Natural Killer cells (NK) are innate effector cells with a critical role in immunosurveillance against different kinds of cancer cells, including Multiple Myeloma (MM). However, the number and/or function of these lymphocytes are strongly reduced during MM progression and in advanced clinical stages. A better understanding of the mechanisms controlling both MM and NK cell biology have greatly contributed to develop novel and combined therapeutic strategies in the treatment of this incurable hematologic malignancy. These include approaches to reverse the immunosuppressive MM microenvironment or potentiate the natural or antibody-dependent cellular cytotoxicity (ADCC) of NK cells. Moreover, chemotherapeutic drugs or specific monoclonal antibodies (mAbs) can render cancer cells more susceptible to NK cell-mediated recognition and lysis; direct enhancement of NK cell function can be obtained by means of immunomodulatory drugs, cytokines and blocking mAbs targeting NK cell inhibitory receptors. Finally, adoptive transfer of ex-vivo expanded and genetically manipulated NK cells is also a promising therapeutic tool for MM. Here, we review current knowledge on complex mechanisms affecting NK cell activity during MM progression. We also discuss recent advances on innovative approaches aimed at boosting the functions of these cytotoxic innate lymphocytes. In particular, we focus our attention on recent preclinical and clinical studies addressing the therapeutic potential of different NK cell-based strategies for the management of MM.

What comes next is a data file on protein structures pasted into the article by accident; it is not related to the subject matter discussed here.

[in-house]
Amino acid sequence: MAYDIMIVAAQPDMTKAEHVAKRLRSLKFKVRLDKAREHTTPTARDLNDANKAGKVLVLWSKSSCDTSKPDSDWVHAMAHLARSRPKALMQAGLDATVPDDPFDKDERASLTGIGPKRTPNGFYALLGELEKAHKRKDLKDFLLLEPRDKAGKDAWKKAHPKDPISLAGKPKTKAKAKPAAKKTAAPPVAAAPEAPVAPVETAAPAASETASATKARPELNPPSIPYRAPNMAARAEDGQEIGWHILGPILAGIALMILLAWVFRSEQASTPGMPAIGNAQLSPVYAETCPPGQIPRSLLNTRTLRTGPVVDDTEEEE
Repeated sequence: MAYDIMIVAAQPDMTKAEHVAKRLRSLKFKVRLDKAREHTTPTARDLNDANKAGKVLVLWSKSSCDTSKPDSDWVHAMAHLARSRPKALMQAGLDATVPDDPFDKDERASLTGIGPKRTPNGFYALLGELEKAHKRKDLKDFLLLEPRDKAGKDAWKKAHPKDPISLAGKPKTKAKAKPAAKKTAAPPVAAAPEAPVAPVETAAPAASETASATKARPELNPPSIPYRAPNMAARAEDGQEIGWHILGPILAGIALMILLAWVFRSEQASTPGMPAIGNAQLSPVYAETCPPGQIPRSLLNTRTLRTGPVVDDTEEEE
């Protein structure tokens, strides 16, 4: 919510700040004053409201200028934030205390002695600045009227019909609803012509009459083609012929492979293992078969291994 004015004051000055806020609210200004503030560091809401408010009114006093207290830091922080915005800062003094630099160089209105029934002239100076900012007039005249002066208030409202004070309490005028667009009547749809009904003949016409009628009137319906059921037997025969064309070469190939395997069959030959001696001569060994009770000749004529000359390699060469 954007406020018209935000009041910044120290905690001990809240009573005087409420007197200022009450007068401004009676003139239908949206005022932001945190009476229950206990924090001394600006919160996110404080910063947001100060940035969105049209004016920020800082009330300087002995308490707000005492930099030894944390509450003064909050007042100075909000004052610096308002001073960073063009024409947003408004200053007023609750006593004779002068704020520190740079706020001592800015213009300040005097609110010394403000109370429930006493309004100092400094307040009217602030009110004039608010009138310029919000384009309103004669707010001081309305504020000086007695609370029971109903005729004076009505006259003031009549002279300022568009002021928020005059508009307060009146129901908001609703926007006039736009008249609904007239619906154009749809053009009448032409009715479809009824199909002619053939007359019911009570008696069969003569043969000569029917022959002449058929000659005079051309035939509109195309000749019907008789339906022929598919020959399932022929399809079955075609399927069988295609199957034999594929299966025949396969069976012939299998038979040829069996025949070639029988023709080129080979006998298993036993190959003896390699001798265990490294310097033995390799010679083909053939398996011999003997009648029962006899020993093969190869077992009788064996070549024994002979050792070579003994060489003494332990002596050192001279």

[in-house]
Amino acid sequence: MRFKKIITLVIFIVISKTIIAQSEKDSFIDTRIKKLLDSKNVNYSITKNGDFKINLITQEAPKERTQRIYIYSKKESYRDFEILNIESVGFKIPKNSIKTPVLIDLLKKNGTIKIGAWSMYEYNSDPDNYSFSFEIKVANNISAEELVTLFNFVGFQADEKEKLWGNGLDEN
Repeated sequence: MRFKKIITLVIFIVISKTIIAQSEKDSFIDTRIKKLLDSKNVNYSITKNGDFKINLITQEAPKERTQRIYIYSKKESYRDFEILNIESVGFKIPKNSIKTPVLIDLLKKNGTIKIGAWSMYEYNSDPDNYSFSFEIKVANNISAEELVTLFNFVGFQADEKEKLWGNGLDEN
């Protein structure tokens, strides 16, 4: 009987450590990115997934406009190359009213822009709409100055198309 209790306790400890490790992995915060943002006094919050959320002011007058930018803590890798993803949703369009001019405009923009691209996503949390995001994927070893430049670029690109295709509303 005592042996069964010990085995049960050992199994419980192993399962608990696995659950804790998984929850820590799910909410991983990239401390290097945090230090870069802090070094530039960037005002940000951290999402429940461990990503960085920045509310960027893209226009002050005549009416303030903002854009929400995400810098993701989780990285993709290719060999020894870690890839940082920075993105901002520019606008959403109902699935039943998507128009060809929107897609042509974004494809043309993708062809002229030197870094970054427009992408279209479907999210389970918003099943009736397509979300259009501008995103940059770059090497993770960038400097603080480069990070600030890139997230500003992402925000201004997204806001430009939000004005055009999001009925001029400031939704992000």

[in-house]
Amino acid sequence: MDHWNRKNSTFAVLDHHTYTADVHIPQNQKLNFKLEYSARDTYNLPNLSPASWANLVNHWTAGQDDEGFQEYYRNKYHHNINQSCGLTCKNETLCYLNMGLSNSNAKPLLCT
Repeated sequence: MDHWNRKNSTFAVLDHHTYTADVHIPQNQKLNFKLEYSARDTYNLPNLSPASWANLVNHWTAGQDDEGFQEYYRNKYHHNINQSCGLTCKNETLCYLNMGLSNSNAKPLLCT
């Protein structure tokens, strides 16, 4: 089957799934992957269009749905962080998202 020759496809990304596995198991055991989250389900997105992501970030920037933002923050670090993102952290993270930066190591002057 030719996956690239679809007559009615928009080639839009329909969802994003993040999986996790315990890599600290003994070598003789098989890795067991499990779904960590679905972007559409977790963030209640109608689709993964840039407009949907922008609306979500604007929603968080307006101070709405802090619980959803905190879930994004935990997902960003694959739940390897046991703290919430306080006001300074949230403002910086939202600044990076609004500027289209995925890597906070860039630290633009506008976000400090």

- Multiple myeloma
- NK cells
ASJC Scopus subject areas
- Radiology Nuclear Medicine and imaging